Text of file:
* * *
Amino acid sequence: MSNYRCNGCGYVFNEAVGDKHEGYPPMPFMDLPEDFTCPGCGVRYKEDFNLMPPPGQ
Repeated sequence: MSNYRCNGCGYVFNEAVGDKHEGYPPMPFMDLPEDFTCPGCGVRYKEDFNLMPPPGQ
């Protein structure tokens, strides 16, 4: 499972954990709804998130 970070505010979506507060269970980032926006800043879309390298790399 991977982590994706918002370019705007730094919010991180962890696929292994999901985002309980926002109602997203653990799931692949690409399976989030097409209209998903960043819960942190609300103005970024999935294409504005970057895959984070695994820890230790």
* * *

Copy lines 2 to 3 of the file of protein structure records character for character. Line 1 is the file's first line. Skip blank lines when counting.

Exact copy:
Repeated sequence: MSNYRCNGCGYVFNEAVGDKHEGYPPMPFMDLPEDFTCPGCGVRYKEDFNLMPPPGQ
């Protein structure tokens, strides 16, 4: 499972954990709804998130 970070505010979506507060269970980032926006800043879309390298790399 991977982590994706918002370019705007730094919010991180962890696929292994999901985002309980926002109602997203653990799931692949690409399976989030097409209209998903960043819960942190609300103005970024999935294409504005970057895959984070695994820890230790």